Charles Lynn Batten
Lively Q&A sessions followed each presentation.
Throughout the day, attendees perused specially chosen selections from The Huntington’s archival collection.
Miss J. Austen of Steventon is listed among the subscribers in this edition of Fanny Burney’s Camilla; or, a Picture of Youth, from The Huntington’s collection.
Ted Scheinman signed copies of his book Camp Austen: My Life as an Accidental Jane Austen Superfan.
Docent-led tours included a visit to the art collections, led by Jean Uffelman, including paintings Austen herself would have seen at an 1813 exhibition in London.
Attendees visited the bench JASNA Southwest and The Huntington dedicated to Austen in 2017.
In addition to scones and clotted cream, tea breads and other delicacies for breakfast, attendees enjoyed tea sandwiches, savories and treats during the buffet lunch.
The meeting was dedicated to the memory of longtime JASNA Southwest board member Jaye Scholl Bohlen.
Ted Scheinman and Deborah Knuth Klenck
It’s All Relative: Relationships in Austen
June 1, 2019
Huntington Library, Art Collections and Botanical Gardens
Deborah Knuth Klenck and Ted Scheinman —
Those Who Chose to Be Idle Certainly Might: Mothers as Teachers in Jane Austen
Charles Lynn Batten —
Failed Marital Relationships: Causes and Solutions in Jane Austen’s Novels
More than 180 members and guests attended “It’s All Relative: Relationships in Austen” on June 1 at The Huntington Library, Art Collections and Botanical Gardens, making this one of the largest turnouts ever for a JASNA Southwest regional meeting!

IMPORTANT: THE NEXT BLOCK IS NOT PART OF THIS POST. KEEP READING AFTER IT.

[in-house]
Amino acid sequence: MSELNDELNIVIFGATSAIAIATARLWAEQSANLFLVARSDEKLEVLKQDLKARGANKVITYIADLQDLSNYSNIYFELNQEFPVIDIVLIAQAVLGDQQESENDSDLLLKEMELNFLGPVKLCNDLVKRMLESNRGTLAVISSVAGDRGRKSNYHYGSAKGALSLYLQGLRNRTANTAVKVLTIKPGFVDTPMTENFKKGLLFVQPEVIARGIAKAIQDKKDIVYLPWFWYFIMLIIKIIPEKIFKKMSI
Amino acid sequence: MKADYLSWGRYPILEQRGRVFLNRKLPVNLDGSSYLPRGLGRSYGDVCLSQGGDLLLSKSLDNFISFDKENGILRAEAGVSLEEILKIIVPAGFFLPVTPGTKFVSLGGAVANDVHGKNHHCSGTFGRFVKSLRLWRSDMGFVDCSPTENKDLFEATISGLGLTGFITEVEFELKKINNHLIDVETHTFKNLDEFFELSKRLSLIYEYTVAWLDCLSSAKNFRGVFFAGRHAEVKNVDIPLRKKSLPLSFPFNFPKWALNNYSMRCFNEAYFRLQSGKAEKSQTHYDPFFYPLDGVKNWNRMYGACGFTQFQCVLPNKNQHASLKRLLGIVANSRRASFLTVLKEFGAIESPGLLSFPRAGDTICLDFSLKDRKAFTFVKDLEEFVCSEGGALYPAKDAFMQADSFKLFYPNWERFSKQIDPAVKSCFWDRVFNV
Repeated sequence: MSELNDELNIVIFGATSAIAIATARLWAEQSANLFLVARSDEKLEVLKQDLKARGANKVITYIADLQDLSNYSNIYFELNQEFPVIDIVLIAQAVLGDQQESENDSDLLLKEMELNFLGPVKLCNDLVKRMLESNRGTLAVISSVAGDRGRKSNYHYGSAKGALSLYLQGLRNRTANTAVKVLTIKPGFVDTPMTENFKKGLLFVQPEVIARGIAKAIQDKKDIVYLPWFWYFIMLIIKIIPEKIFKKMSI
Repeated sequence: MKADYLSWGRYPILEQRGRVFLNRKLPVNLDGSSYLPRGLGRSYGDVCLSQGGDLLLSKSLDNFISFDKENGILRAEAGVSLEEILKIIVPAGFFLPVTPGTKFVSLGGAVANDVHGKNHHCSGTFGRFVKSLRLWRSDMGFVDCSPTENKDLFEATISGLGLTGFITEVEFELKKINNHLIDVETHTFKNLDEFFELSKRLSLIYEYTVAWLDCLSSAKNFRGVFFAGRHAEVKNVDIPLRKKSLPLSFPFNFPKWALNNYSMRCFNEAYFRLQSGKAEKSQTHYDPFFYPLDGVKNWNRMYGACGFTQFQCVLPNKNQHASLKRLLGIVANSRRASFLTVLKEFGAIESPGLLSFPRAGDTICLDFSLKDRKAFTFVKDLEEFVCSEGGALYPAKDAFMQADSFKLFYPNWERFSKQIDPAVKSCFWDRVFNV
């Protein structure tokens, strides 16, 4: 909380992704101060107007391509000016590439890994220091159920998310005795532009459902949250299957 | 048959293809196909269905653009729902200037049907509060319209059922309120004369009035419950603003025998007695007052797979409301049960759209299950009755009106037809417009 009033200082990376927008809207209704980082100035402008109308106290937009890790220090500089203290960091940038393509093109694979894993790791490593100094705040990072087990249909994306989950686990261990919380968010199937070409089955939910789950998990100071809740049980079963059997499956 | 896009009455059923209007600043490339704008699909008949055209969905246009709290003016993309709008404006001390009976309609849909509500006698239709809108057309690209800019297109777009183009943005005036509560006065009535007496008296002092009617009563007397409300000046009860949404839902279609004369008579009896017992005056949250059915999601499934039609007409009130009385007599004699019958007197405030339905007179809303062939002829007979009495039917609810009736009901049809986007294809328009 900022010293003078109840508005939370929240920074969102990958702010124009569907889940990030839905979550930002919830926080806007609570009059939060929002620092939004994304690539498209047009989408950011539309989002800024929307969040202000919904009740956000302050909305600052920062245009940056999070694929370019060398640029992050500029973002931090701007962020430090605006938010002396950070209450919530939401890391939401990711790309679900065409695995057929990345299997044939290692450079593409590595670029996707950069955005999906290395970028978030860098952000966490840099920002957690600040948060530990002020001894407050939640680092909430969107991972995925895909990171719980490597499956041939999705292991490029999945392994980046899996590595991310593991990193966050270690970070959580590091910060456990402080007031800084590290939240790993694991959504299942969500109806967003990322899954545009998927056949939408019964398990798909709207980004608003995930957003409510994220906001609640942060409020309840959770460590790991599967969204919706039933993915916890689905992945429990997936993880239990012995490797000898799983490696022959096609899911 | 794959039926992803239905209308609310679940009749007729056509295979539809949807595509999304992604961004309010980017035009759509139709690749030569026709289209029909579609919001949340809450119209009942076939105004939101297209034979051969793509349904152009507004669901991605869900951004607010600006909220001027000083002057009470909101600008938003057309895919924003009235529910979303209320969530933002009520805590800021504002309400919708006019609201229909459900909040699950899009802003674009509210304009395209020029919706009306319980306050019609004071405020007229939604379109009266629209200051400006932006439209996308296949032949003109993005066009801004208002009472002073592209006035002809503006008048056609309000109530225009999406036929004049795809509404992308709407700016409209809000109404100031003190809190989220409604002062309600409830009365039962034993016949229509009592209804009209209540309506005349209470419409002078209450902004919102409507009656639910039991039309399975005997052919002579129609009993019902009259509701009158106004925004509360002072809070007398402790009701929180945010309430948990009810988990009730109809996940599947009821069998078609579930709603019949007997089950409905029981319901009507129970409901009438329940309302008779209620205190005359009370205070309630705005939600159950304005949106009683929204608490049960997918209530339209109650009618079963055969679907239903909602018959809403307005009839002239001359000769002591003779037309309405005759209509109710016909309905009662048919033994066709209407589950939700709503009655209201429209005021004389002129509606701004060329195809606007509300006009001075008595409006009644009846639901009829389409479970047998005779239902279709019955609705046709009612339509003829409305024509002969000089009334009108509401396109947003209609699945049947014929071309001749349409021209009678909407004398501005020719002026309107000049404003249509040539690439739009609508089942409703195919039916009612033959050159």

The opening presentation by Austen scholar Deborah Knuth Klenck, a professor of English at Colgate University, and her son, Ted Scheinman, author of Camp Austen: My Life as an Accidental Jane Austen Superfan, discussed “Those Who Chose to Be Idle Certainly Might: Mothers as Teachers in Jane Austen.”
Knuth Klenck jokingly remarked that a better title might have been “Maria Bertram’s Agreement,” referring to the Mansfield Park character who, when told by her aunt that there was a great deal more for her to learn, replied, “Yes, I know there is, till I am seventeen.” Such muddled thinking, Knuth Klenck said, marked most conversations in Austen’s works about what girls, in particular, should know as part of their preparation for adult life and the eventual acceptance of a proposal of marriage. It seems that education ended at marriage.
Scheinman charmed the audience with his amusing narrative rendition of Lady Catherine de Bourgh. This grand lady, noted his mother, was quite clear on what everybody else’s daughters needed to know, while her own daughter was exempted from learning of any kind. In short, mothers in Austen’s novels “did not have time for such cares” as the education of their daughters.
Deborah Knuth Klenck is Professor of English at Colgate University, where she has taught courses in the long 18th century (historians typically define this period as extending from the revolution of 1688 to the Battle of Waterloo in 1815) for 40 years. She has directed Colgate’s London Study Group program for seven semesters. Her original scholarly focus was on the satire of Alexander Pope, but she soon turned to Jane Austen, on whose work she has published more than 10 essays and book chapters.
JASNA Southwest members and guests wish JASNA and JASNA Southwest a happy 40th anniversary!